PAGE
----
Bali: the tropical island of Indonesia that is running out of water

Denpasar, Bali – The people of Bali have shared water resources through & # 39; subak & # 39 ;, a sophisticated irrigation system that diverts water from the canal to the rice field and vice versa, since the ninth century. More than just a means to irrigate crops, subak is a manifestation of Balinese Hindu philosophy of harmony between people, nature and the spiritual realm.

But the diversion of water to urban areas in the densely populated south in recent years and the excessive use of groundwater by hotels that house the 16 million local and domestic tourists who visited the Indonesian island last year is disrupting the system.

Along with a drought, the International Federation of the Red Cross says it is affecting 50 million people across Indonesia, including hundreds of thousands in Bali, the island faces a water crisis that threatens food security, traditional culture and Quality of life on the island. .

"I think Bali is in real danger," said Anton Muhajir, a local journalist who has been covering the water crisis in Bali for a decade.

"Some of my friends have had to move from their ancestral homes in Denpasar because the water in their wells has become salty. In Jatiluwih, where thousands of tourists go every day to see the most beautiful rice terraces in Bali, farmers are using plastic pipes to pump in the water they have to buy in the south because the springs in the mountains are drying up. And now we have drought, not only in Bali but in almost all the provinces of Indonesia. "

The traditional Bali irrigation system known as & # 39; subak & # 39; He kept the green and lush fields for generations and is on the World Heritage list. But the drought and the growing demand associated with tourism has left parts of the island dry. (Ian Neubauer / Al Jazeera)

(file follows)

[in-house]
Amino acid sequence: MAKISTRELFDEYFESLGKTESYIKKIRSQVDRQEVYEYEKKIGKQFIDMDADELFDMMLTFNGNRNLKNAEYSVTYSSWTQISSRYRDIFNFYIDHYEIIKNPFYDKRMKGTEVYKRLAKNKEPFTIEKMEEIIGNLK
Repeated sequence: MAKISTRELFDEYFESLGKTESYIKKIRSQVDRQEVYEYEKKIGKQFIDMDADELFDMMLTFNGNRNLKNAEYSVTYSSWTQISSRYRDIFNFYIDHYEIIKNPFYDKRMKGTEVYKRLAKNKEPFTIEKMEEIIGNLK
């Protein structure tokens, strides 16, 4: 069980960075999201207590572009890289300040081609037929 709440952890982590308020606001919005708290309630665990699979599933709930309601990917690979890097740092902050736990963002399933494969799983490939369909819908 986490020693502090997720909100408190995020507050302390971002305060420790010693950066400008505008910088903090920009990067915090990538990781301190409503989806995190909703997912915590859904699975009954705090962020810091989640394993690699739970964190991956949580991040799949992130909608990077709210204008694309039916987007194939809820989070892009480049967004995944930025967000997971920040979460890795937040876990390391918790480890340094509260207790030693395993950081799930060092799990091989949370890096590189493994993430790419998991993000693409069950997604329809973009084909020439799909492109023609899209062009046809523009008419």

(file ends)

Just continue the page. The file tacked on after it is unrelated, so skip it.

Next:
Dewie Anggraini Puteri, fundraising officer of the IDEP Foundation, an Indonesian NGO focused on sustainable development, shares Muhajir's concerns.

"The subak system is still being used by all the villages in Bali, but they are now fighting with people who work in tourism because their water sources are drying up and many rice fields are disappearing as a result," he said. According to IDEP, sixty-five percent of the island's water is used for tourism.

The rivers dry

In 2017, Stroma Cole, a senior professor of tourism geography at the University of the West of England, organized a conference on water at the Udayana University of Bali.

Bali tourism under threat

The discussions revealed how serious the situation had become.

Cole had previously written a scientific article citing several sources, including Indonesia's own Environmental Protection Agency, which discovered that 260 of the 400 rivers in Bali had dried up, Lake Buyan, the largest water reservoir on the island, It had fallen 3.5 meters and a fall of the water table was causing the saltwater intrusion The southern coast of Bali.

A more recent map shows that salt water now intrudes at many different points around the island.

"The Bali freshwater problem is only expected to worsen unless there is a paradigm shift in the mass tourism model and adopting quality sustainable tourism," said Cole. "It is absurd that a tropical island is running out of water."

Vibeke Lengkong of I & # 39; m an Angel, a local charity that provides water assistance to villages in areas affected by the drought in Bali, said authorities had exacerbated the crisis.

"The government has built pipes to divert water from the central lakes, but there is no water flowing in the pipes due to lack of funds and corruption that affects all levels of government in Bali," he said.

"They talk about satisfying people's basic needs, but then they go and sell large quantities of water to companies like Coca Cola and Danone-AQUA that have large factories in Bali."

Lengkong estimates that the average tourist uses between 2,000 and 4,000 liters of water per day, a figure based on the daily use of water in luxurious resorts and villas, as well as in swimming pools, gardens and golf courses and in the construction of a tourist infrastructure growing

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The terraced land for growing corn in eastern Bali has turned brown in the middle of a prolonged drought and water shortage (Ian Neubauer / Al Jazeera)

Demand is depleting the underground waters of the island.

Sayu Komang, program coordinator for water projects at IDEP, said the new data shows that depletion is much worse than previously imagined.